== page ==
TWA was a great airline at one time. They had a dominant role in international routes and had a strong employee base. I worked at TWA as a pilot for a year before moving to the friendly skies. Its pilots, flight attendants, baggage handlers, etc. were a committed and proud bunch. I kept in touch with many of my friends after I left, and they maintained their commitment to the carrier through it all. They endured endless headaches with Icahn's asset stripping and the failed direction of management to address fleet issues and to maintain focus on growing the airline to compete with its peers in a wide range of locations worldwide. To me, TWA is the Kmart of aviation. Airlines cannot survive on asset sales, especially since such sales always mean the loss of lucrative routes and aircraft, otherwise, no one would buy them. Airlines also cannot survive on the network level if they are unable to feed passengers through their hubs if they depend on other airlines to provide so much of the feeding. STL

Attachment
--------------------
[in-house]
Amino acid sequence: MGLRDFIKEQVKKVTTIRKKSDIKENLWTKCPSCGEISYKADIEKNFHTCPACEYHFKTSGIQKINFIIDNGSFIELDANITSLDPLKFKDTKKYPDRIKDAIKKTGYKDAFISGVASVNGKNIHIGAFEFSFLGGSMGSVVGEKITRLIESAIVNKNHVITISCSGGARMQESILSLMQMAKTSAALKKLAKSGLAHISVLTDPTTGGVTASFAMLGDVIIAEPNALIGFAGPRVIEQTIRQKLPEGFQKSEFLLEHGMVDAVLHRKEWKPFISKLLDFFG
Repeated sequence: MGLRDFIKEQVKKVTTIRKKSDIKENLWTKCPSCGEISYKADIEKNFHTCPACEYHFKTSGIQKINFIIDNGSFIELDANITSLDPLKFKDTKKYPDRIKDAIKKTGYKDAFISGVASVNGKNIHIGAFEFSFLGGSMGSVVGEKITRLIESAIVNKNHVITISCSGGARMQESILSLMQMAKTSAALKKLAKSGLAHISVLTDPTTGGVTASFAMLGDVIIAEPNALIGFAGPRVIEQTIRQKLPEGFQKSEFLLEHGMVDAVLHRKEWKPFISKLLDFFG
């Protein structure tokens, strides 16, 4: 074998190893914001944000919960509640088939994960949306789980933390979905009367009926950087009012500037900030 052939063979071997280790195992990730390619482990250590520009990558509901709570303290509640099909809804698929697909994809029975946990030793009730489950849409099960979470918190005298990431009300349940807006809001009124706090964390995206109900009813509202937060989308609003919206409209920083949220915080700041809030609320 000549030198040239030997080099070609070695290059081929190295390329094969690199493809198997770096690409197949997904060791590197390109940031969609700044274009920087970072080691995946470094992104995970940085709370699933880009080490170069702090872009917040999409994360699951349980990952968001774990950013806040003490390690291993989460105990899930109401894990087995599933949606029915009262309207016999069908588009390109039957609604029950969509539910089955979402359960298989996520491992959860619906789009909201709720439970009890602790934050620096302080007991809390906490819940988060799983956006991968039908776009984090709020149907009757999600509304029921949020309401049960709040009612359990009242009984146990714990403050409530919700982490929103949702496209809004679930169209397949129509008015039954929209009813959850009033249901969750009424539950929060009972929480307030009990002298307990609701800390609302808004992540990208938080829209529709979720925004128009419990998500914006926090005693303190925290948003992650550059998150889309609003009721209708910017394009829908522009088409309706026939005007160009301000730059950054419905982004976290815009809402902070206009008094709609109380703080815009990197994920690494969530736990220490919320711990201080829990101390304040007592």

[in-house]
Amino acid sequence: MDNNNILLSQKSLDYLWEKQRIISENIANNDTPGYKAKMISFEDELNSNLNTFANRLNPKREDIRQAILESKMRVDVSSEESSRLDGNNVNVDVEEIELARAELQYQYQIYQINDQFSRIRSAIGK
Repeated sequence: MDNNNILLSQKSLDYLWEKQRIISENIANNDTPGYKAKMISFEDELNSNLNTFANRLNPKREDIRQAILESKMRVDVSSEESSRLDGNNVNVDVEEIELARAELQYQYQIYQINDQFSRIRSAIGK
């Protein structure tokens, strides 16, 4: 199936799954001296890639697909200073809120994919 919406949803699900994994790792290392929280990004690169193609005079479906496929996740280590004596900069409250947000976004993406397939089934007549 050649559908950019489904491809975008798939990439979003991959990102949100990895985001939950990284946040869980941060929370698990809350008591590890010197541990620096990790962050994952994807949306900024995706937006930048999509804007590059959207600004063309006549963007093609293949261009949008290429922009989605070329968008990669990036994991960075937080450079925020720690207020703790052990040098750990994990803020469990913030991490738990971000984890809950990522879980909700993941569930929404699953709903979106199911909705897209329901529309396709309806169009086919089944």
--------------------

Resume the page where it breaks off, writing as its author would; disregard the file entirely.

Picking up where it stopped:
were good hubs for TWA, but they needed to build their presence in other venues to compete with the multiple hubs of the other majors. The re-invention of TWA should have happened more than twenty years ago when the carrier had the revenue and cash to re-build; yet, when the asset sales began, it was really the beginning of the end. The company had lost so much cash and needed the cash from the sales, and then with a fleet of aging aircraft, it was forced to limp along, though with an uncompetitive product. Now to the credit of Bill Compton, who started as a TWA pilot just as I was leaving for United, he brought about some much needed changes as CEO; he modernized the fleet, but quite frankly, his efforts were over-shadowed by years of losses, both in profits and passengers. It could not take back all that it sold, and TWA was unable to revivify its image as a class airline. Flight 800 might have pushed them further to the brink, but years and years of mismanagement had more to do with it. Nonetheless, TWA pilots remained very faithful to their airline, were the lowest paid in the industry. Back when TWA operated 747s, their captains made barely $100,000 compared to the more than $200,000 I made as a 741 pilot in the mid 90s. TWA's employees, time and time again, forfeited pay increases for their airline, and I salute them for their years of service. Of all the airline deaths we have endured over the past twenty years, TWA's is in my judgment, the most serious.